Wednesday, May 21, 2014

Carry the Load

                                                        Carry the Load

When he read the story of Clint Bruce and how Carry the Load was started, he knew what he had to do. His experience was similar. As a combat vet with three rotations in Afghanistan he had seen the same thing Bruce had seen. Memorial Day had become just another party time, a day off, a beginning of summer. For Jake it was  more. He had buddies killed in those far off places. He found it hard to party on Memorial Day so he decided to walk instead. He couldn't go to Washington and walk to Dallas, but he could meet them there. So he joined the organization, got some pledges, got a  Carry the Load tee shirt for the remembrance in Dallas, laced up his boots, filled up a pack and started down FM 422 from Seymour toward Archer City. He was carrying Danny Horsch. Jake called him 'Shoe" as in "Horsch-Shoe."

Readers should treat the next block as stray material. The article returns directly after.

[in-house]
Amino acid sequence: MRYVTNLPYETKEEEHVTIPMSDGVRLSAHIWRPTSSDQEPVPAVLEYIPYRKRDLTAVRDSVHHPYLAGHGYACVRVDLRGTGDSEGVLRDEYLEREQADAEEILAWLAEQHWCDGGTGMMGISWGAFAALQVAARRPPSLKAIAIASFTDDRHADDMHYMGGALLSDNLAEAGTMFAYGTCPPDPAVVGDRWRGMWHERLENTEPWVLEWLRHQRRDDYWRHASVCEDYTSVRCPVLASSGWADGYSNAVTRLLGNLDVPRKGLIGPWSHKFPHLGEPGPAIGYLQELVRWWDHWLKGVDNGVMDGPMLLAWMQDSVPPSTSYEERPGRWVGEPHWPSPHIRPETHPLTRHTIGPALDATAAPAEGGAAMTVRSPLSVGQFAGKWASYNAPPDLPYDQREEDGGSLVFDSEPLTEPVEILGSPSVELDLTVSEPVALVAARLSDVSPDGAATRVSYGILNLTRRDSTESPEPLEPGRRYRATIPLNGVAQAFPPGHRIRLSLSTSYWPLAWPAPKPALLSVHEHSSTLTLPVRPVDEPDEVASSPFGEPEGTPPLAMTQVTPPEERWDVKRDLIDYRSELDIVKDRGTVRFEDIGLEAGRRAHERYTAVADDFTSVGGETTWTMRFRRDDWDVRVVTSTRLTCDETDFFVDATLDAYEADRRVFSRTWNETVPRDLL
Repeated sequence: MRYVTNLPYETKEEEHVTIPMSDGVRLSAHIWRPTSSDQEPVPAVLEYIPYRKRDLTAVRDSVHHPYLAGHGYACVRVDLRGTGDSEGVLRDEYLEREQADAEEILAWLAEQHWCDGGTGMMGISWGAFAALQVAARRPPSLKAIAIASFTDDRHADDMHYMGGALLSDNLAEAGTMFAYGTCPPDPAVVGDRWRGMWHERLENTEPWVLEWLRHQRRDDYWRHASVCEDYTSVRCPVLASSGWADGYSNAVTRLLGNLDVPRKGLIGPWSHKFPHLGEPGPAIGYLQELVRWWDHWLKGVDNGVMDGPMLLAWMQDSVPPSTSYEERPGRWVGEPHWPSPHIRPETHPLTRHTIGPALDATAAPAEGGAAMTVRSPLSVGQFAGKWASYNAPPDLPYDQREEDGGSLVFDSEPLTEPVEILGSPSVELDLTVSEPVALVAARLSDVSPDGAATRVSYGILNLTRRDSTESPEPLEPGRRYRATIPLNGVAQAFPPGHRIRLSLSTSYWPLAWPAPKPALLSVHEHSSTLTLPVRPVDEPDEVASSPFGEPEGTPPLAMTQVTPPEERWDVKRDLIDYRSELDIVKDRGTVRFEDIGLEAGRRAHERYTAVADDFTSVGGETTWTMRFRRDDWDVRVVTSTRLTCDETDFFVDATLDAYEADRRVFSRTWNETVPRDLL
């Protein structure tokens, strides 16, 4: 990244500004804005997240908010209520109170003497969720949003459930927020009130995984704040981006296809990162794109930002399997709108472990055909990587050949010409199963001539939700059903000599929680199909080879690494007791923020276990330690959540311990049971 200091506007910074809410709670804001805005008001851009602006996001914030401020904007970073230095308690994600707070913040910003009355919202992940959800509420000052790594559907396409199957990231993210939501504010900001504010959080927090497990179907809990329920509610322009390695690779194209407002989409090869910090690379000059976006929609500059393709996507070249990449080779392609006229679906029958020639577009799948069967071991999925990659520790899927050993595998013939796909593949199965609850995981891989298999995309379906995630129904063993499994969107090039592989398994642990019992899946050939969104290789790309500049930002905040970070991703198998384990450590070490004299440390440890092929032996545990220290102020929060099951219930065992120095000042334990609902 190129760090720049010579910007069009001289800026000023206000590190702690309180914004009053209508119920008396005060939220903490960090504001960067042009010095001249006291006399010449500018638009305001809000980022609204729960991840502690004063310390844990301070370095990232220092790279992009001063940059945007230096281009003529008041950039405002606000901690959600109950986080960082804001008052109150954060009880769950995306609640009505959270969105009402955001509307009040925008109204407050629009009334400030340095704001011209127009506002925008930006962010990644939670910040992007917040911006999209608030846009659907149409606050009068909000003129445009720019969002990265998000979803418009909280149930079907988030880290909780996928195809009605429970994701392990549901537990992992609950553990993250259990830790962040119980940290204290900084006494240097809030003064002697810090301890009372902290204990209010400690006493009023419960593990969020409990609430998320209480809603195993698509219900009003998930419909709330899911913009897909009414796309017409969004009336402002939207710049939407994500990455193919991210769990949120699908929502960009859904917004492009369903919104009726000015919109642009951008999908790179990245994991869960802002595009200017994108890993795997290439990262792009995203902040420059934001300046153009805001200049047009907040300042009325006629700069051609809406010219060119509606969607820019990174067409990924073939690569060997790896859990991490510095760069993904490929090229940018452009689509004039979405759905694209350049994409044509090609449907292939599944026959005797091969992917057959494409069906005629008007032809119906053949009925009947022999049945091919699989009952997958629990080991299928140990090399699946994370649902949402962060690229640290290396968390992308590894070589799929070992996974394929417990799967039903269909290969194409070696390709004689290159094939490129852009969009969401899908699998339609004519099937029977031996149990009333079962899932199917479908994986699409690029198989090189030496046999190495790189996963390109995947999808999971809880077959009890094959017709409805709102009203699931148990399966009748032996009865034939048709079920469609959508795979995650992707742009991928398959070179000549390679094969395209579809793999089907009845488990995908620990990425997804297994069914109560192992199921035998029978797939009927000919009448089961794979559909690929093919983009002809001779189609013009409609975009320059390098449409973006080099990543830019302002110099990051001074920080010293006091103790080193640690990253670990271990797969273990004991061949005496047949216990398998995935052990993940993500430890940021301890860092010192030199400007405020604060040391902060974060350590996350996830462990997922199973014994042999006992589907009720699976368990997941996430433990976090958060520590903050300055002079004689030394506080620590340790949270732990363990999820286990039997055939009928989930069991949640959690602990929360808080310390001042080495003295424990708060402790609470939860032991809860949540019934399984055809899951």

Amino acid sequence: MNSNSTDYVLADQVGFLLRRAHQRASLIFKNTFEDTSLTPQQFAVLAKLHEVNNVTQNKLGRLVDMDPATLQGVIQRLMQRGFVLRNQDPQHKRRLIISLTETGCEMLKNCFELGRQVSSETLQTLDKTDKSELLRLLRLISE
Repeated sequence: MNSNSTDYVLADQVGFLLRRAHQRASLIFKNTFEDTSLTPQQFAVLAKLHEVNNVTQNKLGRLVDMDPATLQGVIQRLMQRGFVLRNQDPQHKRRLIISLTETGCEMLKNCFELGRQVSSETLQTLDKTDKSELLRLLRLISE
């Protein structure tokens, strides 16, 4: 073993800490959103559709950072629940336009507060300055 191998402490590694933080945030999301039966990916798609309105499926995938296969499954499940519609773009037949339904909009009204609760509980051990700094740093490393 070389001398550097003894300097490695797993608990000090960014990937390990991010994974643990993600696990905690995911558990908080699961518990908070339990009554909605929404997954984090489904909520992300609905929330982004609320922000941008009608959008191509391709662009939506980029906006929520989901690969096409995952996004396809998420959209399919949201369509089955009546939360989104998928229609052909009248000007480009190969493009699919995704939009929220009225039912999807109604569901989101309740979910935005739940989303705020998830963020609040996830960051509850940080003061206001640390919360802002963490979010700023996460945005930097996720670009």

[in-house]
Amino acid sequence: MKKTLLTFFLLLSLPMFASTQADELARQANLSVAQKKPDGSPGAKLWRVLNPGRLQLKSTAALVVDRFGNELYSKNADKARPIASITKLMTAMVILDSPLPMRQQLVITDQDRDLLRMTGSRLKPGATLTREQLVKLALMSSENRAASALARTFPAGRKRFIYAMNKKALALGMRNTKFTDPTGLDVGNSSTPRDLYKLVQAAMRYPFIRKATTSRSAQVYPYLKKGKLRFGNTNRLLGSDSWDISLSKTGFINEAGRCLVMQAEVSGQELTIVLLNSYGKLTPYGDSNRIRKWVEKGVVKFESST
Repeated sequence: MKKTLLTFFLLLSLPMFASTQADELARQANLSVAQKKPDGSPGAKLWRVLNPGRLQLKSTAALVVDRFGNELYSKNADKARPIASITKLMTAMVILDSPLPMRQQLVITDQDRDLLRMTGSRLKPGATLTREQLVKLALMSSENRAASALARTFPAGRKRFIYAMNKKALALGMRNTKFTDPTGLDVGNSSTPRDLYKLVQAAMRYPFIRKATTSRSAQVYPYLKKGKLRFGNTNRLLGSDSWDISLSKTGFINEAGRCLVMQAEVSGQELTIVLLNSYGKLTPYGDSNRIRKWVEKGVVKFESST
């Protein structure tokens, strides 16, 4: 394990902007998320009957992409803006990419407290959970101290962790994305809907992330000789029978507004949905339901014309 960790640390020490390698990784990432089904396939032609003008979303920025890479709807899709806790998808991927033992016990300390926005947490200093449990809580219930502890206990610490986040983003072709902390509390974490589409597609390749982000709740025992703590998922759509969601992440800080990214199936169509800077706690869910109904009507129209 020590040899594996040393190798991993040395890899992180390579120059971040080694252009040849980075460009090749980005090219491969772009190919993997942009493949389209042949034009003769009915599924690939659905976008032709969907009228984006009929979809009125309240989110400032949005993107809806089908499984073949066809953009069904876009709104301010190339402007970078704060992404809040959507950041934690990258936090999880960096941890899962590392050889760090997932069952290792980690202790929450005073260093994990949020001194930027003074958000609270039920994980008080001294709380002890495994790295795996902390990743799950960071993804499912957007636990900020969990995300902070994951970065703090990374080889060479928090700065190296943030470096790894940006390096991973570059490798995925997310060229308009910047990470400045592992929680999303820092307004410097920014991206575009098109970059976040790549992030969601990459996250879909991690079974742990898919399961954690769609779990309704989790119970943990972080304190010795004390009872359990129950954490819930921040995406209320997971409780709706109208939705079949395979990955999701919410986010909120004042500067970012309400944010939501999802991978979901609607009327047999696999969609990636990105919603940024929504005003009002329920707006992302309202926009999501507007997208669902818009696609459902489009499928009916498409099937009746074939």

Jake took two days of vacation plus the weekend to make the 165 mile trip. He planned to actually walk about half of it and ride with friends the other half.  He had been getting ready for it with long hikes after work and weekends. He didn't have to go by himself, he wanted to. He could have gone down Hwy 114 but instead he wanted the solitude of the old  farm to market road. Day 1 would be the hardest and the easiest both. Hard because he planned to go the whole distance, 38 miles to Archer City, in one day. Easier because he could start early, was fresh and he had a good friend he would spend the night with in Archer. Jake figured a little between ten and eleven hours of walking would get him there. Walk ten miles, rest half an hour and eat. Walk ten miles, rest one hour and eat. Walk ten miles, rest and eat. Then eight miles to finish at Rusty's house around 8:30 if all went well.